Windows portability pain

11 May 2011
Although I use Linux most of the time for software development, portability to Windows is a requirement. Most of the time this is not a problem as I am either using a tool-kit (usually wxWindows), or some wrapper functions I wrote myself that wallpaper over the slightly different parameter conventions between Unix and Windows. However there are a few occasions when I have to choose between a grossly over-complex but cross-platform design, and simply writing two separate implementations. This week was one of those occasions.

Being a network programmer I spend most of my time writing servers and client ADTs, and my usual mode of operation is to write single-threaded programs that are based around select() calls. Under Linux this function can wait for just about anything, including GUI events if you can get hold of the underlying X11 client handle. Under Windows it can only listen for activity on network sockets. I wanted to write a simple program that sniffed a serial port and sent anything it received to another process for further processing, but I also wanted a control channel back to this sniffer.

The portable approach

Threads. Handle the serial and control socket IO in different threads. Ports well because synchronous IO where each call only deals with one file/socket/port is either source-compatible or trivial to rewrite. Posix threads are standard under Unix, and implementations are available for Windows.

The problem is using threads, particularly getting them to communicate. This is best illustrated by considering what is required to get the whole program to shut down gracefully in response to a quit message. If the IO reads/writes are blocking, then the blocked thread(s) will not see the shut-down notification until it has received some input, which can result in a hung program as it may never actually receive this input. Conversely if non-blocking IO is used (assuming it is available..) you will have threads in tight loops that spend all their time locking and unlocking mutex locks, which in practice tends to live-lock the system as context-switches rarely happen while the mutex is unlocked.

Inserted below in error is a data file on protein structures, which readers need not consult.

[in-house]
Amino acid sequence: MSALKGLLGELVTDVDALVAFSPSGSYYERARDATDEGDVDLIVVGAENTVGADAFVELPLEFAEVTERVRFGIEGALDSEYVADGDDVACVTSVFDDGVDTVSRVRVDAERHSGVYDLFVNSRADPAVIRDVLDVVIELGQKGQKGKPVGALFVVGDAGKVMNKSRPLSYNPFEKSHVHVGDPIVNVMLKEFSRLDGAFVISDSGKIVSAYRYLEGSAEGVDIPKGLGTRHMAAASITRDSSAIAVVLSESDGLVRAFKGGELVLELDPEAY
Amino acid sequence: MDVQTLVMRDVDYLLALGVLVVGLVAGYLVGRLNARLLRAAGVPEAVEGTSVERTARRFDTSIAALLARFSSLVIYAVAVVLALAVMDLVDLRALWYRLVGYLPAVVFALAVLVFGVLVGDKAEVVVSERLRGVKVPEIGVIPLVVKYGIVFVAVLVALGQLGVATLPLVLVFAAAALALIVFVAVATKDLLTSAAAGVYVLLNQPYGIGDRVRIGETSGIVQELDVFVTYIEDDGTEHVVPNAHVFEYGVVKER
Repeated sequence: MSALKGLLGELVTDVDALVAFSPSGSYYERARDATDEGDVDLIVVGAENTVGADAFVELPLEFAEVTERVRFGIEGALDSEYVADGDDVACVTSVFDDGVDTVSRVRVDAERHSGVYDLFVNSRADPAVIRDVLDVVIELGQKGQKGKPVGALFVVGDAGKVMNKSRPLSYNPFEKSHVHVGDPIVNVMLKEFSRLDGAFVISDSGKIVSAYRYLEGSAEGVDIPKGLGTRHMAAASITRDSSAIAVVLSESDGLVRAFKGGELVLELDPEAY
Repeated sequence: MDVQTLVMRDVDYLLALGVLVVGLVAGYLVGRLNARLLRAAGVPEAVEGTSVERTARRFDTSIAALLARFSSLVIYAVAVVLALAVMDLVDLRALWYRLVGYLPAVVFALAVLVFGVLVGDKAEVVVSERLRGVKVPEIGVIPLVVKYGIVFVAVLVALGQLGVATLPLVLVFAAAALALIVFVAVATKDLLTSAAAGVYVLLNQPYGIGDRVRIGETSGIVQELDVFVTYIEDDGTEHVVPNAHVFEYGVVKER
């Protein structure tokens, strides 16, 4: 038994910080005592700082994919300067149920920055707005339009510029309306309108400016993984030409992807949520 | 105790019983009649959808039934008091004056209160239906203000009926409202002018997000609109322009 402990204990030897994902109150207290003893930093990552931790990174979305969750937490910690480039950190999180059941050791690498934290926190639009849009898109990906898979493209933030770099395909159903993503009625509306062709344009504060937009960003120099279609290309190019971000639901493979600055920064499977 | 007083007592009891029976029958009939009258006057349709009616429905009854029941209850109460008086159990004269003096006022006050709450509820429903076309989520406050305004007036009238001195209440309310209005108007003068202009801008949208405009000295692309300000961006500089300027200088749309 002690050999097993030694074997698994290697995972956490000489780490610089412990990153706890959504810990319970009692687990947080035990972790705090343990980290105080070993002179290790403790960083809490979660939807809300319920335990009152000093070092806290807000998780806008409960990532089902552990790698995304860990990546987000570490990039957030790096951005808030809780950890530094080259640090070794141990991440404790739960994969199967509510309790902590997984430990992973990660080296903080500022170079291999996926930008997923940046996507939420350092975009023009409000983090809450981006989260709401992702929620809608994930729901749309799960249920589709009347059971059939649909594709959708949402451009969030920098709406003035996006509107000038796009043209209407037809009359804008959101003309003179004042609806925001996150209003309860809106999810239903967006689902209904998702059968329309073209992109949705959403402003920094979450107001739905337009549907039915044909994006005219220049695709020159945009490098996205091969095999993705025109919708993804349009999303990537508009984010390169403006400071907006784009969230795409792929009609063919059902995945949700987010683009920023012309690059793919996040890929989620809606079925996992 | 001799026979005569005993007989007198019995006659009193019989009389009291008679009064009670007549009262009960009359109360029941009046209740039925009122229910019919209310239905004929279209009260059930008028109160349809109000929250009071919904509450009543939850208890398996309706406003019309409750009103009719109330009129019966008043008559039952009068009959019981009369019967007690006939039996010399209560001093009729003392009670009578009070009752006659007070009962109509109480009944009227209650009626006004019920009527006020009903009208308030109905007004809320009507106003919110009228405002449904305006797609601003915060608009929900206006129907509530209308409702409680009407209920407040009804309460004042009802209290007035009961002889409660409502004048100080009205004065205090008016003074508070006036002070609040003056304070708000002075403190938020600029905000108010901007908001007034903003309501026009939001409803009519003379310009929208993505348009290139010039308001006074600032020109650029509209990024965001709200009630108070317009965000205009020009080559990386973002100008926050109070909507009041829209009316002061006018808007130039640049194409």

By the time you've sprinkled in a load of empirically-chosen delays and thread yields/sleeps you've got yourself a pile of code that is a headache to maintain and an utter nightmare to debug when it goes wrong. Biggest problem is that the execution trace is affected by the scheduling policy of the operating system, and that is basically non-deterministic.

Windows-native approach

Under Windows, the general-purpose equivalent of select() is WaitForMultipleObjects(), which takes a list of event objects. Windows calls this Overlapped IO, of which a bare-bones demonstration is:

event[0] = CreateEvent(NULL,TRUE,FALSE,NULL); overLapIO.hEvent = event[0]; ReadFile(hdlSocket,ptrBuffer,maxBuffer,&lenBuffer,&overLapIO); /* ... */ valReturn = WaitForMultipleObjects(event,cntEvent,FALSE,INFINITE); switch( retVal ) { /* ... */ }

One irritation is the subtle different in treatment between requests that are serviced immediately and those that are not. If ReadFile() is able to complete immediately, it is an error to then do a WaitForSingleObject() or WaitForMultipleObjects() wait on the event object. Under Unix, you simply do the select call blindly, then sort out the sockets/handles that need servicing. The latter is less of a headache when dealing with lots of things that will 99% of the time not be ready immediately.